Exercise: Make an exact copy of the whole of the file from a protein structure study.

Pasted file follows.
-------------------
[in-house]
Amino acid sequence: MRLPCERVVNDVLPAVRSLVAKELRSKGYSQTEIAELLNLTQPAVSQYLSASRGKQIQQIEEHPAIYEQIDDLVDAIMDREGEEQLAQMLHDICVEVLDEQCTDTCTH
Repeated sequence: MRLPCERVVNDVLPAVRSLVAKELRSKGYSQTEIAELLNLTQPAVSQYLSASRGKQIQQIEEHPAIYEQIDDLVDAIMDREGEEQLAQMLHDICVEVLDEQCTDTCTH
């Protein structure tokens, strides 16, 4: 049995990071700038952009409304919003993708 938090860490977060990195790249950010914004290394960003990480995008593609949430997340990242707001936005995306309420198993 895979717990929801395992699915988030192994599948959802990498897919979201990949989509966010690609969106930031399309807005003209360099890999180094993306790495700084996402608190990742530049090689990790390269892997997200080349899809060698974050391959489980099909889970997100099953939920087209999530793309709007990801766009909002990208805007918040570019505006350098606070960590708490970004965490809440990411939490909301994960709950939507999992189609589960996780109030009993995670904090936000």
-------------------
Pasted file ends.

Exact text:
[in-house]
Amino acid sequence: MRLPCERVVNDVLPAVRSLVAKELRSKGYSQTEIAELLNLTQPAVSQYLSASRGKQIQQIEEHPAIYEQIDDLVDAIMDREGEEQLAQMLHDICVEVLDEQCTDTCTH
Repeated sequence: MRLPCERVVNDVLPAVRSLVAKELRSKGYSQTEIAELLNLTQPAVSQYLSASRGKQIQQIEEHPAIYEQIDDLVDAIMDREGEEQLAQMLHDICVEVLDEQCTDTCTH
């Protein structure tokens, strides 16, 4: 049995990071700038952009409304919003993708 938090860490977060990195790249950010914004290394960003990480995008593609949430997340990242707001936005995306309420198993 895979717990929801395992699915988030192994599948959802990498897919979201990949989509966010690609969106930031399309807005003209360099890999180094993306790495700084996402608190990742530049090689990790390269892997997200080349899809060698974050391959489980099909889970997100099953939920087209999530793309709007990801766009909002990208805007918040570019505006350098606070960590708490970004965490809440990411939490909301994960709950939507999992189609589960996780109030009993995670904090936000």